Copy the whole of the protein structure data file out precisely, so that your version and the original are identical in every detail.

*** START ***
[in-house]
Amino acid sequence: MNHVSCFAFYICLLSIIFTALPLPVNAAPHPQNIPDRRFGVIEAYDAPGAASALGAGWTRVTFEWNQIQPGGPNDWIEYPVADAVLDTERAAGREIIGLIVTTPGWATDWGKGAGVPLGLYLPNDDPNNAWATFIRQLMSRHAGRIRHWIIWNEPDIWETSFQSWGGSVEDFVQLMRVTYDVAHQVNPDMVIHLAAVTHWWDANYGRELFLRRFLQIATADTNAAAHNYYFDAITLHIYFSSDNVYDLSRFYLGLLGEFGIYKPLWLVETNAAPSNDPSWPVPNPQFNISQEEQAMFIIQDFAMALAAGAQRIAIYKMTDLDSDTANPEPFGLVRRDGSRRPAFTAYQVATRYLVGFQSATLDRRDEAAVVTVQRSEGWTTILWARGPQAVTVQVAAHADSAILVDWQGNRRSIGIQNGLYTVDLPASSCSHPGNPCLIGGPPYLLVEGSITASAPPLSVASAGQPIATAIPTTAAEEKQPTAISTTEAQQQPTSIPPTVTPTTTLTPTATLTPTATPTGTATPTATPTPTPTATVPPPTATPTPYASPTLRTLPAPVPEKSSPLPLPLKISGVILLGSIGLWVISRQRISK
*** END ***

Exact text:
[in-house]
Amino acid sequence: MNHVSCFAFYICLLSIIFTALPLPVNAAPHPQNIPDRRFGVIEAYDAPGAASALGAGWTRVTFEWNQIQPGGPNDWIEYPVADAVLDTERAAGREIIGLIVTTPGWATDWGKGAGVPLGLYLPNDDPNNAWATFIRQLMSRHAGRIRHWIIWNEPDIWETSFQSWGGSVEDFVQLMRVTYDVAHQVNPDMVIHLAAVTHWWDANYGRELFLRRFLQIATADTNAAAHNYYFDAITLHIYFSSDNVYDLSRFYLGLLGEFGIYKPLWLVETNAAPSNDPSWPVPNPQFNISQEEQAMFIIQDFAMALAAGAQRIAIYKMTDLDSDTANPEPFGLVRRDGSRRPAFTAYQVATRYLVGFQSATLDRRDEAAVVTVQRSEGWTTILWARGPQAVTVQVAAHADSAILVDWQGNRRSIGIQNGLYTVDLPASSCSHPGNPCLIGGPPYLLVEGSITASAPPLSVASAGQPIATAIPTTAAEEKQPTAISTTEAQQQPTSIPPTVTPTTTLTPTATLTPTATPTGTATPTATPTPTPTATVPPPTATPTPYASPTLRTLPAPVPEKSSPLPLPLKISGVILLGSIGLWVISRQRISK